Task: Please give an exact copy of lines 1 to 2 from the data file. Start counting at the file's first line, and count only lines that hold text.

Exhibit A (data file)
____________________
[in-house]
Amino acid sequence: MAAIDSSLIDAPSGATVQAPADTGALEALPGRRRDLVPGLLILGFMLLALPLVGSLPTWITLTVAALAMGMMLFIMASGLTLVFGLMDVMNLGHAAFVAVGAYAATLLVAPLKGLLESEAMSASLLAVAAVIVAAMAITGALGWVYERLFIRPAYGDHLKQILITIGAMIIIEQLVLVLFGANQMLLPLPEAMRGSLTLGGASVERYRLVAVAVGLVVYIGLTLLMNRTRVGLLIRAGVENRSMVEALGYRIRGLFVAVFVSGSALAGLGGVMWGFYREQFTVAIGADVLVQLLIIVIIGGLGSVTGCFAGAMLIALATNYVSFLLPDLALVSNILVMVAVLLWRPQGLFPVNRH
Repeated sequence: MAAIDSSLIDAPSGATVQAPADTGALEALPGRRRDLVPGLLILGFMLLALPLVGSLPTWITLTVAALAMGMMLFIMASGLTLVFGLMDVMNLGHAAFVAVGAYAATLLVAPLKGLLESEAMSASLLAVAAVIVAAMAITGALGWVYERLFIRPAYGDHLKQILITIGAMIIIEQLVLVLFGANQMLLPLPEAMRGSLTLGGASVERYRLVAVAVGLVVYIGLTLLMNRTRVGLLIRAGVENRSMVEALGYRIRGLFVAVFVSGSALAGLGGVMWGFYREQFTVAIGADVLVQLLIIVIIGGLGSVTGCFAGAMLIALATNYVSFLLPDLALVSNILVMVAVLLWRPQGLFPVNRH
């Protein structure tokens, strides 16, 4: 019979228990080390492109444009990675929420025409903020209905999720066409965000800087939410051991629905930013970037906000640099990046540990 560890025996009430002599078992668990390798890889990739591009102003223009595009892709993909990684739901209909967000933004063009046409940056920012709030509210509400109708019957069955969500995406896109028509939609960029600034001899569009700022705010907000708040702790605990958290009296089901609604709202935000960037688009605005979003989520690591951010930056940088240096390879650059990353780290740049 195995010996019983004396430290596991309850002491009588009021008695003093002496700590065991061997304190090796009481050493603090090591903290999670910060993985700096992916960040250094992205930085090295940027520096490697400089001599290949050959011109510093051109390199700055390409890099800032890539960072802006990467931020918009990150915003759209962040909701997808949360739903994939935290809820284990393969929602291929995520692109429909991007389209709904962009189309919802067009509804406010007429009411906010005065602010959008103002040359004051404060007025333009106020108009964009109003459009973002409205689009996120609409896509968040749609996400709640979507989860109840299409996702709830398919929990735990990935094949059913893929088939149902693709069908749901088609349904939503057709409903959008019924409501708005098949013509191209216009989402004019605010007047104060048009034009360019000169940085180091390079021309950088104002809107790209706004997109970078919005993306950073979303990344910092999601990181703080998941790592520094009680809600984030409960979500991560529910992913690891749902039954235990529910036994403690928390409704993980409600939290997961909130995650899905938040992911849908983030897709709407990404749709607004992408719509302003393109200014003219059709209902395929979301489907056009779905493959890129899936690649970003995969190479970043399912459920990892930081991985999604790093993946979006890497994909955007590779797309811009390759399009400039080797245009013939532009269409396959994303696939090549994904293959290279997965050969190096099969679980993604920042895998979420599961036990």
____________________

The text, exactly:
[in-house]
Amino acid sequence: MAAIDSSLIDAPSGATVQAPADTGALEALPGRRRDLVPGLLILGFMLLALPLVGSLPTWITLTVAALAMGMMLFIMASGLTLVFGLMDVMNLGHAAFVAVGAYAATLLVAPLKGLLESEAMSASLLAVAAVIVAAMAITGALGWVYERLFIRPAYGDHLKQILITIGAMIIIEQLVLVLFGANQMLLPLPEAMRGSLTLGGASVERYRLVAVAVGLVVYIGLTLLMNRTRVGLLIRAGVENRSMVEALGYRIRGLFVAVFVSGSALAGLGGVMWGFYREQFTVAIGADVLVQLLIIVIIGGLGSVTGCFAGAMLIALATNYVSFLLPDLALVSNILVMVAVLLWRPQGLFPVNRH